By Blake Herzog
Raelynn Roderick of Prescott Valley picked up a love of the outdoors and camping from her family when she was a kid, along with some mad pre-GPS navigational skills from her dad during road trips.
In hindsight, she thinks that might have been to shut down her frequent “Are we there yets?”
She still loves driving and the outdoors and is reading maps again for her second Rebelle Rally, which started Oct. 12 and runs through Oct. 21. In what is the first U.S. women’s off-road navigation rally raid, participating teams must rely on old-school maps, compasses and other analog tools as they drive from the Lake Tahoe area through the California deserts to the Imperial Sand Dunes on the Mexican border.
“The way the format is set up, they send us down trails for a reason, and a lot of time it’s to teach us a lesson,” Roderick says. “And they also want to take you through some pretty incredible terrain, with some pretty incredible views, so this course is taking us to places we would never go on our own.”
Roderick teamed up again with Sheila Long of Smithville, Texas, after they found each other last year through the rally’s database, a.k.a. “Tinder for Rebelle.” She first heard about it at a booth at the Overland Expo in Flagstaff, and it “sounded like it was a little bit out of my comfort zone, which it is because it pushes your comfort zone in every way that you can think, but I enjoy things that I can see as a challenge,” she says.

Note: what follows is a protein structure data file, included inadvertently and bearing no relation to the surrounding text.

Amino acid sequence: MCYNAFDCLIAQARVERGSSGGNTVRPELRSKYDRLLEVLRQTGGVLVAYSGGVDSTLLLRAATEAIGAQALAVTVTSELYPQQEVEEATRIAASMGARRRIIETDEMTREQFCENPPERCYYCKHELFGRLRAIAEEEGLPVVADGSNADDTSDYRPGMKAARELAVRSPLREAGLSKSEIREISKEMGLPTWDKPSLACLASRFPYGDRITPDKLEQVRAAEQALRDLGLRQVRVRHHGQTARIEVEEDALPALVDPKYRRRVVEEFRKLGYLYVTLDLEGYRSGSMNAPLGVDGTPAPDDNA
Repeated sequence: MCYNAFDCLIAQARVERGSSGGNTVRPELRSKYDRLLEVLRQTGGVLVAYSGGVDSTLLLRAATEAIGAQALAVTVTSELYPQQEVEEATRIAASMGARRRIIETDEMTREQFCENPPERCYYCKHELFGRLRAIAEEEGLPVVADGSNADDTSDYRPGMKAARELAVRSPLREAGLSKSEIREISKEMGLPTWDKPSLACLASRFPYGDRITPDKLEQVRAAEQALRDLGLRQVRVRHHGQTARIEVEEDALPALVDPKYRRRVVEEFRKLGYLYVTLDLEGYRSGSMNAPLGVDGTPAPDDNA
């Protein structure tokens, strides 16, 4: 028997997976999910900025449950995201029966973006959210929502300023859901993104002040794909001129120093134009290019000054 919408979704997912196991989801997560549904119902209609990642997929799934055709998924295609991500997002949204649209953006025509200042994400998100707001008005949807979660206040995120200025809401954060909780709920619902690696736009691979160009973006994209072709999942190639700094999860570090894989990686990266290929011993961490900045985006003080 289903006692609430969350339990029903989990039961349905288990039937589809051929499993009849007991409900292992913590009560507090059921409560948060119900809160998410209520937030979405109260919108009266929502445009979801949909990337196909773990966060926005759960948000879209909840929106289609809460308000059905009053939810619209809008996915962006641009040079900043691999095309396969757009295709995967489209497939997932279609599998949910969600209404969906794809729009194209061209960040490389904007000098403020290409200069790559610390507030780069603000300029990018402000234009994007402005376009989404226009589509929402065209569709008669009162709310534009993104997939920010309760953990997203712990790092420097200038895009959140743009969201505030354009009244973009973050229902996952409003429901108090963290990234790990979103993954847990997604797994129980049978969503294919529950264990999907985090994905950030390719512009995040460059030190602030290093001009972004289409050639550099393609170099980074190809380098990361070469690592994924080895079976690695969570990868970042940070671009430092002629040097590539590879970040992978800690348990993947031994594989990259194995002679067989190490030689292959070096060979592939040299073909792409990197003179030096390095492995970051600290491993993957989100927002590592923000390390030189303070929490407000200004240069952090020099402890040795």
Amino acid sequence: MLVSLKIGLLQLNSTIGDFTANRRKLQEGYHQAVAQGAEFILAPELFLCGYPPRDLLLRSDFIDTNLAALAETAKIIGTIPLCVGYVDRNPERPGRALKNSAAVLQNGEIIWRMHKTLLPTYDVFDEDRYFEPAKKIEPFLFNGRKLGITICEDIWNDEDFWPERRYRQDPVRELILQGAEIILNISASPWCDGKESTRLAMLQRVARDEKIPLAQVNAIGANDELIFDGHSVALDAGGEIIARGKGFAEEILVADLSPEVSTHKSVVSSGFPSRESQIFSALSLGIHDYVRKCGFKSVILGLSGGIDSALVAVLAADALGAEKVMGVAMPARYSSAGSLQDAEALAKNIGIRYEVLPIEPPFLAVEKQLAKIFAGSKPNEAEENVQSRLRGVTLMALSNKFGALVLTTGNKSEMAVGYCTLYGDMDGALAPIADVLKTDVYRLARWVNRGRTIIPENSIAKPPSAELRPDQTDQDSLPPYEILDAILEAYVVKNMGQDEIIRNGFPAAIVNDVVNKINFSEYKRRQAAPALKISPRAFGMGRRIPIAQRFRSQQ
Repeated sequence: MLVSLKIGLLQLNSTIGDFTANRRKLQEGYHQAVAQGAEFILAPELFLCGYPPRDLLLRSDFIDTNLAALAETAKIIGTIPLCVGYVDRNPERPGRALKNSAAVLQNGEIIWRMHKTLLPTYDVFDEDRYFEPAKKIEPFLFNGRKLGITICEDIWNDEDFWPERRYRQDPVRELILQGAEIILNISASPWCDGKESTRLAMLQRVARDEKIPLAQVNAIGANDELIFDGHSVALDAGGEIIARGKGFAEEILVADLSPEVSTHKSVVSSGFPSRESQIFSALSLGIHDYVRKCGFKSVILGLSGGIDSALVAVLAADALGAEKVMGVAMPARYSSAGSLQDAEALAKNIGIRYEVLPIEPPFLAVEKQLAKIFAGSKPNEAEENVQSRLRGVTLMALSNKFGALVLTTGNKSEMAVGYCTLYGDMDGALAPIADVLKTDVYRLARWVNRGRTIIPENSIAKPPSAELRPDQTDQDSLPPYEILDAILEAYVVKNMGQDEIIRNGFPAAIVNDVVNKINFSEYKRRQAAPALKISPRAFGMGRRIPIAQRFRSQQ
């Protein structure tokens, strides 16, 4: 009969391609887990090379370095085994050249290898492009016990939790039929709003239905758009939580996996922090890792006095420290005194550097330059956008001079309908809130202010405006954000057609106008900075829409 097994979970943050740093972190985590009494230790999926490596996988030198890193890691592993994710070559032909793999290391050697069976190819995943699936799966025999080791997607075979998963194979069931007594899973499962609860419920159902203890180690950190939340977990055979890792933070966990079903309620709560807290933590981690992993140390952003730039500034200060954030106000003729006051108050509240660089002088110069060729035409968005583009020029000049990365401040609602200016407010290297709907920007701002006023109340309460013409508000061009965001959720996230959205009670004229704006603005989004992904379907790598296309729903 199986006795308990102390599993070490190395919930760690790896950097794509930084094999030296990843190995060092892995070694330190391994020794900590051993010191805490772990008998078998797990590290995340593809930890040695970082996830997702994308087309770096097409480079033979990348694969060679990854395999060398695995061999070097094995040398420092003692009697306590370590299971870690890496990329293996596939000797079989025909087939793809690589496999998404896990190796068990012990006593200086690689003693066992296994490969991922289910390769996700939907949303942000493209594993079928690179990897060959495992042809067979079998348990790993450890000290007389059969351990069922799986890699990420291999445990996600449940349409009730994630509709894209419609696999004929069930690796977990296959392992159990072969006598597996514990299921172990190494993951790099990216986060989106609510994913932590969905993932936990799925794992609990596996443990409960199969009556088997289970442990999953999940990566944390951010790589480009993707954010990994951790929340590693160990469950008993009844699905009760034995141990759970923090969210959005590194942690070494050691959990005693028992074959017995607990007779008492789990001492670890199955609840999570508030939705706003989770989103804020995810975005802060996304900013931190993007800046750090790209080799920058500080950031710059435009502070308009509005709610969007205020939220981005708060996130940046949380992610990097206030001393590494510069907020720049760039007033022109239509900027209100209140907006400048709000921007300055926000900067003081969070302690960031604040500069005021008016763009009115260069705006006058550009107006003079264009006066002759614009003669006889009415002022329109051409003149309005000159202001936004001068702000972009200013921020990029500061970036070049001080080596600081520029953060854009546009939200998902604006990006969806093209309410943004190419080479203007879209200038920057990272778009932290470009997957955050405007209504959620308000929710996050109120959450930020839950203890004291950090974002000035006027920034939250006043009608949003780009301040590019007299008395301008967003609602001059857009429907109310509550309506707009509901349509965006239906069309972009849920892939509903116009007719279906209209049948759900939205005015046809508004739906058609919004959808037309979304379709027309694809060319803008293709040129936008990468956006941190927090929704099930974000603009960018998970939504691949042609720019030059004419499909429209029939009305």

The competition is scored on accuracy rather than speed, with teams clicking in via satellite phones when they reach specific points and camping together in a different location every night.
Roderick and Long finished eighth out of the rookies in last year’s standings and in the middle of the pack overall, finishes they’re hoping to improve on this fall. In August Roderick took third place in the Nomad Overland Virtual Adventure Rally, a 10-week self-paced competition with 37 contestants or teams from around
Roderick has lived in Arizona for more than 20 years, and she and her husband Dennis explore the trails and campgrounds of Greater Prescott and Central Arizona in their spare time.
“There’s a lot of trails, even more trails than I know about, around here,” she says.
Camp Wood by Williamson Valley is one place she always returns to for driving practice, and she says maps from the Forest Service and stores like the Hike Shack in downtown Prescott make it easy to find new spots to explore. They often go out with the Summit 4×4 Girls Tribe club locally or camp in the Williams area.
“My main thing is to just get out and explore,” she says. “And as long as you’re following the laws and don’t get into any trouble, it’s just taking that first step and getting out to explore.”
To learn more about the Rebelle Rally visit www.rebellerally.com.